Precision Pet by Petmate Excelsior Nesting Pads Chicken Bedding

Consider chicken coop or nest light

While light is needed in the kitchen coop to encourage egg production, the nesting section needs to be a little bit dark.

A dark, quiet, and distraction-free nest is the number one choice for hens to lay. They will even feel more encouraged to drop their eggs there when there are other eggs in the nest already.

Egg formation in hens is triggered by daylight. The more exposed the hens are to light, the more they are encouraged to produce eggs.

That is why egg production drops in the winter when the daylight is less than the recommended 12 hours. However, the lights should be off at night to encourage them to sleep.

If you want your hens to continue laying through winter and autumn, provide artificial light. Warm yellow, orange, or reddish color is preferred.

The bulb should be between 20-40 watts, depending on the size of the chicken coop.

Benefits of creating a nest for chickens

  • Nesting boxes make egg collection easier
  • Encourages egg laying since hens feel comfortable in the nests
  • Nesting boxes are more reliable
  • Discourages egg-eating habit among the flock
  • Enhances collection of clean eggs and discourages breakages

Other Factors Affecting Egg-Laying Hens

We have other factors that can affect egg production in layers. If you notice a drop in egg production or birds will not lay eggs at all, then know that something is wrong. Check if it is attributed to the following factors:

Chicken Is Molting

This is the stage when hens lose their old feathers and grow new ones. It usually happens once a year and is more prevalent in some breeds.

Nothing is wrong if you do not notice it in your birds because some are less likely to molt.

During molting, hens stop laying eggs. Instead, they use the time to build nutrient reserves for the upcoming productive days.

Hens are more likely to molt in winter than any other time of the year. Remember, hens stop laying eggs in winter because of a few hours of daylight.

High-Stress Levels

Birds can be stressed by parasites, diseases, weather conditions, lack of food and water, and other factors.

You need to investigate the cause of a drop in egg production and take appropriate actions. If it is related to food or water, do the necessary.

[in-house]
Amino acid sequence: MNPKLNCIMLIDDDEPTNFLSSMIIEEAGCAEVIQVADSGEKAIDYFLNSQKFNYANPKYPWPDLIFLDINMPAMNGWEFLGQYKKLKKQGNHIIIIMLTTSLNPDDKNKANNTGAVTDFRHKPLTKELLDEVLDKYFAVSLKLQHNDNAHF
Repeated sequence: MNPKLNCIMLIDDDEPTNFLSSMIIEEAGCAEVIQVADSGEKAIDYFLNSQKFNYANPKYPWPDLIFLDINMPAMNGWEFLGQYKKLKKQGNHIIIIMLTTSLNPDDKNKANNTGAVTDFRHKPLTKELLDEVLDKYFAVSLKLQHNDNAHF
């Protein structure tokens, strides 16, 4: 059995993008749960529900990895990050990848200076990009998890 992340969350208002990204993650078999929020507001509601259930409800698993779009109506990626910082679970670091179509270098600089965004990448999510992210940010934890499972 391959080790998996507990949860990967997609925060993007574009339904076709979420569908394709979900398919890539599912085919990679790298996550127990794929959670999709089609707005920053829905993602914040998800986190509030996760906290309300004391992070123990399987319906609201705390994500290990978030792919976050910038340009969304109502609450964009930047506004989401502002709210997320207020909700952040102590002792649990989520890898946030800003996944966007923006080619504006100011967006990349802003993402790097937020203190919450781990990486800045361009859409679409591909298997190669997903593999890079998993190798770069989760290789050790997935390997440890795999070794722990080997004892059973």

You need to keep the kitchen coop clean and parasite-free. But if there are infestations already, dust them.

For diseases, you might need a vet to administer the appropriate medication. But you need to first isolate the bird when waiting for the professional.

Birds will also feel threatened if they are exposed to predators. That can cause much stress that interferes with the egg formation cycle.

Much of their energy is shifted to concentrating on the predator and not egg production.

Also, introducing a new bird can stress the entire flock. Chickens need time to adapt to each other. Meanwhile, egg production will be hurt.

Size Of Coop Is Too Small

Egg production in birds will drop if they are congested in the coop. It is upon you, the farmer, to keep the size of the flock within a manageable range depending on the floor space you have.

The size of the coop depends on the bird-keeping method adopted. In a free-range where birds have the freedom to forage outside, you need about 2-3 square feet of floor area per bird.

If chicken remains indoors all day long, 5-10 square feet of the floor area per bird is recommended.

How To Tell When A Hen Starts Laying

How To Tell When A Hen Starts Laying

An experienced poultry keeper will obviously know when hens are about to start laying. But to a novice, that can be a daunting task.

Observe a change in the behavior and body characteristics of your birds. Usually, pullets will exhibit the following at the point of lay:

  • Pullets look full-grown with clean, new feathers.
  • Swollen combs and wattles, which may turn into a deep red color.
  • Pullets will start inspecting the nests, sometimes sitting on them even if they have nothing to drop in there.
  • Pullets become more active and produce a louder sound
  • Pullets start to eat more
  • Pullets start to submissively squat for the roosters or even when roosters are not there.

When Should I Harvest Eggs?

When Should I Harvest Eggs?

You are encouraged to collect eggs from the boxes twice a day, morning and evening. Some hens lay during the day and some at night, hence the need for the routine.

Failing to collect your egg on time can encourage odd behavior we mentioned, such as egg eating. It is a loss for you if eggs break or are eaten by other chickens in the flock.

FAQs

How do I encourage my chickens to lay eggs?

You can do that by preparing nesting boxes on time, transitioning to feeds formulated for layers, and providing enough light in the kitchen coop.

Also, ensure you remove any form of stress to the birds by providing favorable conditions.

Do hens lay eggs without a rooster?

Yes, hens do not require roosters to lay eggs. However, if you want fertilized eggs for hatching into chicks, you need a rooster. The egg production cycle is not affected by the presence or absence of a cock.

What foods are poisonous to chickens?

Chicken can feed on almost anything, especially the backyard ones that can forage for food.

However, you should avoid avocados, chocolate or candy, citrus, green potato skin, dry beans, junk food, moldy or rotten food. These can potentially harm your birds.

Is it OK for chickens to eat popcorn?

Yes, but it should be unsalted or without any additives. It is the best treatment for them. However, avoid other junk foods such as chips, cheese puffs, pretzels, etc.

Conclusion

The quantity and quality of eggs from your backyard chicken depend on food, water, environment, and health of the bird.

This article provided the information you should apply to have good eggs and maximum production from your birds.

If you want to know more about raising a chicken, you can go here.